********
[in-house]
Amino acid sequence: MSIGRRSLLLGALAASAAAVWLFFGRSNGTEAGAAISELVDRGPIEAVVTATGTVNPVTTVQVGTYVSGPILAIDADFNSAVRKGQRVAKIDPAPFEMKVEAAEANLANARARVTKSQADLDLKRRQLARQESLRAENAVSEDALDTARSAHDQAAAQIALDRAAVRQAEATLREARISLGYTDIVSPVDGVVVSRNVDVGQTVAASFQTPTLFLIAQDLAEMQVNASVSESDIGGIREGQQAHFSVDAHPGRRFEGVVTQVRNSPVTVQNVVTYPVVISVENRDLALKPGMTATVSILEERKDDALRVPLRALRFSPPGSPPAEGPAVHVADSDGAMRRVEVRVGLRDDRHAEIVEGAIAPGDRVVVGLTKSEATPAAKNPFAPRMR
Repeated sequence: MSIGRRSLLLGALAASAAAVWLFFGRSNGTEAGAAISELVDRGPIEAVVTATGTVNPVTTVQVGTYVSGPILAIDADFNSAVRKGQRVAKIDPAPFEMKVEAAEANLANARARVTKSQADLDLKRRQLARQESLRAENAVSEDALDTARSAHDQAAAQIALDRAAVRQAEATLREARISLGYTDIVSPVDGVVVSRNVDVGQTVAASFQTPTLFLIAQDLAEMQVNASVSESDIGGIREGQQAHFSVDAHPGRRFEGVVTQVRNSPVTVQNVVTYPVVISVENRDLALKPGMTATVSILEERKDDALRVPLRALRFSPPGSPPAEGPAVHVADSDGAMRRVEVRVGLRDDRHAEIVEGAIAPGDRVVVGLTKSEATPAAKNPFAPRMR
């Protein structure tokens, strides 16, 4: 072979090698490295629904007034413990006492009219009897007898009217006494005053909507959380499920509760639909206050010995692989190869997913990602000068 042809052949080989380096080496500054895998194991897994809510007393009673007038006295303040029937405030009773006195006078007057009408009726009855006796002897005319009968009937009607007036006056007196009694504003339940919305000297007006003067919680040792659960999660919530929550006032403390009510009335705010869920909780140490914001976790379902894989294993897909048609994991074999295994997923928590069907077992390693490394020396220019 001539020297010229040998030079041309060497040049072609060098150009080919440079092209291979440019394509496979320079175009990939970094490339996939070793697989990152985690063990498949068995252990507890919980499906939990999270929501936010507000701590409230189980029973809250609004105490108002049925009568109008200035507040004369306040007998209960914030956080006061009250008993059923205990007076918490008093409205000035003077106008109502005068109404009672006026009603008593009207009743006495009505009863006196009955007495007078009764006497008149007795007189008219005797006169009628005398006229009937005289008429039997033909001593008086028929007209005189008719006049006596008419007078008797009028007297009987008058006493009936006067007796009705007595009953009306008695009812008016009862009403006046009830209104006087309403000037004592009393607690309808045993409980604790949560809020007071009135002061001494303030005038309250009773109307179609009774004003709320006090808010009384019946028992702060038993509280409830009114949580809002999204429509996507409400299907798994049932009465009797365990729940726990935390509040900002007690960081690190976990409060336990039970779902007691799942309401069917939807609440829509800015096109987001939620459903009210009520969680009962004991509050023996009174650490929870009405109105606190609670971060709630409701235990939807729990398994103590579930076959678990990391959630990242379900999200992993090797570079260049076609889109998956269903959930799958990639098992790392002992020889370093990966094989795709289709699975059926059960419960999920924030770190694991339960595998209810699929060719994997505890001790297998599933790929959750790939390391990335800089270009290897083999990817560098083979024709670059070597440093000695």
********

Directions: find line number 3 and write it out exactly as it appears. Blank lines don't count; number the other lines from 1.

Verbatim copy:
Repeated sequence: MSIGRRSLLLGALAASAAAVWLFFGRSNGTEAGAAISELVDRGPIEAVVTATGTVNPVTTVQVGTYVSGPILAIDADFNSAVRKGQRVAKIDPAPFEMKVEAAEANLANARARVTKSQADLDLKRRQLARQESLRAENAVSEDALDTARSAHDQAAAQIALDRAAVRQAEATLREARISLGYTDIVSPVDGVVVSRNVDVGQTVAASFQTPTLFLIAQDLAEMQVNASVSESDIGGIREGQQAHFSVDAHPGRRFEGVVTQVRNSPVTVQNVVTYPVVISVENRDLALKPGMTATVSILEERKDDALRVPLRALRFSPPGSPPAEGPAVHVADSDGAMRRVEVRVGLRDDRHAEIVEGAIAPGDRVVVGLTKSEATPAAKNPFAPRMR